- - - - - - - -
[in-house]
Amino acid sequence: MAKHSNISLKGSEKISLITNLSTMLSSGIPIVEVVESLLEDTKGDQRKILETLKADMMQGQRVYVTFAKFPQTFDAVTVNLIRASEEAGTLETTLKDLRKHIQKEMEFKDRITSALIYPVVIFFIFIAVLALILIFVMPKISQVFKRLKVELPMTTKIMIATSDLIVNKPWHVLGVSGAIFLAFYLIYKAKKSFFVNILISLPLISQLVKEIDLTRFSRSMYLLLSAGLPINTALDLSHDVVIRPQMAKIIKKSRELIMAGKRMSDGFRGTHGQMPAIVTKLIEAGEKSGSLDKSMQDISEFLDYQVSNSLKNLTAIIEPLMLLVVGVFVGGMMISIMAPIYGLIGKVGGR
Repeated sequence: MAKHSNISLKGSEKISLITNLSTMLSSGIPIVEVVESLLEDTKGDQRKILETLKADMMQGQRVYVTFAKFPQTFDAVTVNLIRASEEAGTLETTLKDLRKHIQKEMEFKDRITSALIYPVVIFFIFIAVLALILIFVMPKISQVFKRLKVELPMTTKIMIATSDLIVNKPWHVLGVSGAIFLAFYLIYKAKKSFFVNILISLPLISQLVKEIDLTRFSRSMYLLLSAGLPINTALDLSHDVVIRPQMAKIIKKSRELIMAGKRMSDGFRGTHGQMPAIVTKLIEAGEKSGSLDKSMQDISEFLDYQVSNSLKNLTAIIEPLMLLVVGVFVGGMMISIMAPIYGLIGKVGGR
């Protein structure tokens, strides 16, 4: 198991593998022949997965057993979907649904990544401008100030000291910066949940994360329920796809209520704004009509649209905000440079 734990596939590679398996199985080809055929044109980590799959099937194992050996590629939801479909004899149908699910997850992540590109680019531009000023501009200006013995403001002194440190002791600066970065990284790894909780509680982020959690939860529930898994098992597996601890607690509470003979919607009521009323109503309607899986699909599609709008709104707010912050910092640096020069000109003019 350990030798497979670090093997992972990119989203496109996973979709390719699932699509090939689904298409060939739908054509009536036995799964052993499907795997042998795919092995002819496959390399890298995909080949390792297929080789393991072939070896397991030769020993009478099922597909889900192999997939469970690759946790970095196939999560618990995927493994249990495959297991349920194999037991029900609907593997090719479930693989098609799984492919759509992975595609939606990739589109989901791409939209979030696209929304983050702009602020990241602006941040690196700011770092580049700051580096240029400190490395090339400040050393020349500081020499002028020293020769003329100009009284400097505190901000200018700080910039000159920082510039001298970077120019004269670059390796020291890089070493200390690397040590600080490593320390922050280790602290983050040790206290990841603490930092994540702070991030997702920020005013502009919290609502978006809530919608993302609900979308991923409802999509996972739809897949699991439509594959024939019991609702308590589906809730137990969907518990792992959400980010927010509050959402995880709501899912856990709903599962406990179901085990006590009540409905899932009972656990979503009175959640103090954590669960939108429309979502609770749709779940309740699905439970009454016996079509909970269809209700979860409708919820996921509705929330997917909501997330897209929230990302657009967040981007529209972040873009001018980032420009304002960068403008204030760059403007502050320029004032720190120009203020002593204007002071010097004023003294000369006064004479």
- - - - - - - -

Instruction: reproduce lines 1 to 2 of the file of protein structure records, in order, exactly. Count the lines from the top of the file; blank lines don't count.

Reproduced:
[in-house]
Amino acid sequence: MAKHSNISLKGSEKISLITNLSTMLSSGIPIVEVVESLLEDTKGDQRKILETLKADMMQGQRVYVTFAKFPQTFDAVTVNLIRASEEAGTLETTLKDLRKHIQKEMEFKDRITSALIYPVVIFFIFIAVLALILIFVMPKISQVFKRLKVELPMTTKIMIATSDLIVNKPWHVLGVSGAIFLAFYLIYKAKKSFFVNILISLPLISQLVKEIDLTRFSRSMYLLLSAGLPINTALDLSHDVVIRPQMAKIIKKSRELIMAGKRMSDGFRGTHGQMPAIVTKLIEAGEKSGSLDKSMQDISEFLDYQVSNSLKNLTAIIEPLMLLVVGVFVGGMMISIMAPIYGLIGKVGGR